RESPIRATORY ILLNESS AND RESPIRATORY SYNCYTIAL VIRUS (RSV)-RELATED HOSPITALIZATION (RSVH) IN INFANTS WITH CONGENITAL AIRWAY ANOMALIES (CAA) IN THE CARESS REGISTRY (2005-2015)
CPS ePoster Library. Paes B. Jun 1, 2017; 176640
Dr. Bosco Anthony Paes
Dr. Bosco Anthony Paes
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Abstract
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Background: RSV is the primary cause of lower respiratory tract viral infections in children <2 years of age. Infants with congenital airway anomalies (CAA) may experience increased risk of respiratory illness-related hospitalization (RIH) and RSV-related hospitalization (RSVH). The Canadian RSV Evaluation Study of Palivizumab (CARESS) tracks outcomes following palivizumab prophylaxis in high-risk infants.

Objectives: We compared the hazard for RIH and RSVH in infants with CAA versus those prophylaxed with palivizumab for other serious underlying medical disorders (MD) or for standard indications (SD).

Methods: Data was assembled from the CARESS registry, a prospective, observational, cohort study of children who received ≥1 injection of palivizumab across 32 Canadian hospital sites. Neonatal and demographic data were collected upon enrolment. Post-injection telephone surveys were conducted monthly to assess palivizumab utilization and adherence, including outcomes related to respiratory infection events.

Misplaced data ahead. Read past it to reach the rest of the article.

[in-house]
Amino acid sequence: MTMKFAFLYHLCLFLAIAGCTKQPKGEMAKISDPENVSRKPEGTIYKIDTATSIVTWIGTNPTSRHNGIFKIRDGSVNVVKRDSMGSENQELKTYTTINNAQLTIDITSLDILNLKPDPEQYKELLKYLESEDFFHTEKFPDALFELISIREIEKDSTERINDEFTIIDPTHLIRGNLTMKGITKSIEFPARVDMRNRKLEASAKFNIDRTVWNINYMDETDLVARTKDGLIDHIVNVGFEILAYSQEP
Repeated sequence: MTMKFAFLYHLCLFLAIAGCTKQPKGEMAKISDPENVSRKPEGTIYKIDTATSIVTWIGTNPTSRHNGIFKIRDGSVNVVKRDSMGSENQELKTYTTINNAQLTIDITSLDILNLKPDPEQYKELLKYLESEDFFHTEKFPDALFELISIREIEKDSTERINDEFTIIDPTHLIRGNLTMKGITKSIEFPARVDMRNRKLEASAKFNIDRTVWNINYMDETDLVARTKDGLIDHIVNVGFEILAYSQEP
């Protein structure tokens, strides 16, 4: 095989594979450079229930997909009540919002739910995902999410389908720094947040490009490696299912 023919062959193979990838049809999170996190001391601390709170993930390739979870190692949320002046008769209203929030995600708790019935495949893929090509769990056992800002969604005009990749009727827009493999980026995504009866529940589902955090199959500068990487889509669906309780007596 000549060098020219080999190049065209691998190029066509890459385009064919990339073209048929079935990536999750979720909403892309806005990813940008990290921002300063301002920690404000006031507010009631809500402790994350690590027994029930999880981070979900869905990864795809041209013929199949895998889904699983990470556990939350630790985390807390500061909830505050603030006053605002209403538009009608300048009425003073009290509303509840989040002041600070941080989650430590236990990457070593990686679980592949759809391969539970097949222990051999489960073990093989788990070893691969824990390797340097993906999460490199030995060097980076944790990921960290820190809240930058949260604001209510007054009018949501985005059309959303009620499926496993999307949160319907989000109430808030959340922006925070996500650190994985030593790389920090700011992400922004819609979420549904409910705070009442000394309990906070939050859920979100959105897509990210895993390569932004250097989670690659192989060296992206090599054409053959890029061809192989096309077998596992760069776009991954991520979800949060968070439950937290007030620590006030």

Results: 21,436 infants were enrolled (850 CAA, 2982 MD, and 17,604 SD). Statically significant demographic differences (p<0.05) across groups were found in: enrolment and gestational age, birth and enrolment weight, as well as proportions of Caucasians, daycare attendance, exposure to smoking, siblings, multiple birth status, household crowding, and family history of atopy. Overall palivizumab adherence with inter-dose intervals was 72.3% and was similar across indications. 1501 infants were hospitalized a total of 1800 times. CAA infants had a RIH rate of 11.6% (MD [10.1%], SD [6.3%]) with a significantly increased hazard compared to MD (HR = 1.41, 95%CI 1.14-1.75, p=0.002) and SD (HR = 1.22, 95%CI 1.06-1.39, p=0.005). Crude RSVH rates were: 1.65% (CAA) versus 1.58% (MD), 1.34% (SD). By Cox proportional hazard analysis, CAA infants had similar RSVH hazard versus MD or SD infants (χ2=0.65, df=2, p=0.72). After adjusting for daycare attendance, siblings, smoking exposure, crowding, and atopy, the model was significant (χ2=66.5, df=5, p<0.0005); however, based on indications for palivizumab the model was found to be insignificant (p=0.92).

Conclusion: CAA infants experienced increased RIH risk relative to MD and SD infants. However, hazard for RSVH appeared to be similar across indications which may be due to the smaller CAA sample size compared to MD and SD.

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